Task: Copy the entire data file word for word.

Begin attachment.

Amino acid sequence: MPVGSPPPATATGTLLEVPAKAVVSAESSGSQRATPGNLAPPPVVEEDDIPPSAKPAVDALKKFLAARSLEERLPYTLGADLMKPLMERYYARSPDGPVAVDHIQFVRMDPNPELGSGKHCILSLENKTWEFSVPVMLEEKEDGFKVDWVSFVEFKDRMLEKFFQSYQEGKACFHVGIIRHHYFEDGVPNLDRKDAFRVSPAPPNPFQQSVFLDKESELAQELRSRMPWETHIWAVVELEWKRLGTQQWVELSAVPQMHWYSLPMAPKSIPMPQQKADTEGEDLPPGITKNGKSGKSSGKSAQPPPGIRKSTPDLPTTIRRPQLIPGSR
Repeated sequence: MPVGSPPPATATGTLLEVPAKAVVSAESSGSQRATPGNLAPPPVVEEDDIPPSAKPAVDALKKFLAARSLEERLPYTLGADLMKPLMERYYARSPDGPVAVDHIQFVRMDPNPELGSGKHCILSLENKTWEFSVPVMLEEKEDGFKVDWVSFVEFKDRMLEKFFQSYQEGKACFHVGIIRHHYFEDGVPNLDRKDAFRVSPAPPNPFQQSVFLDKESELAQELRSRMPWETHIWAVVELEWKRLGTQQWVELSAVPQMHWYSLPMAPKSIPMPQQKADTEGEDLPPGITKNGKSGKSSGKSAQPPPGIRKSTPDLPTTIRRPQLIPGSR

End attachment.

Amino acid sequence: MPVGSPPPATATGTLLEVPAKAVVSAESSGSQRATPGNLAPPPVVEEDDIPPSAKPAVDALKKFLAARSLEERLPYTLGADLMKPLMERYYARSPDGPVAVDHIQFVRMDPNPELGSGKHCILSLENKTWEFSVPVMLEEKEDGFKVDWVSFVEFKDRMLEKFFQSYQEGKACFHVGIIRHHYFEDGVPNLDRKDAFRVSPAPPNPFQQSVFLDKESELAQELRSRMPWETHIWAVVELEWKRLGTQQWVELSAVPQMHWYSLPMAPKSIPMPQQKADTEGEDLPPGITKNGKSGKSSGKSAQPPPGIRKSTPDLPTTIRRPQLIPGSR
Repeated sequence: MPVGSPPPATATGTLLEVPAKAVVSAESSGSQRATPGNLAPPPVVEEDDIPPSAKPAVDALKKFLAARSLEERLPYTLGADLMKPLMERYYARSPDGPVAVDHIQFVRMDPNPELGSGKHCILSLENKTWEFSVPVMLEEKEDGFKVDWVSFVEFKDRMLEKFFQSYQEGKACFHVGIIRHHYFEDGVPNLDRKDAFRVSPAPPNPFQQSVFLDKESELAQELRSRMPWETHIWAVVELEWKRLGTQQWVELSAVPQMHWYSLPMAPKSIPMPQQKADTEGEDLPPGITKNGKSGKSSGKSAQPPPGIRKSTPDLPTTIRRPQLIPGSR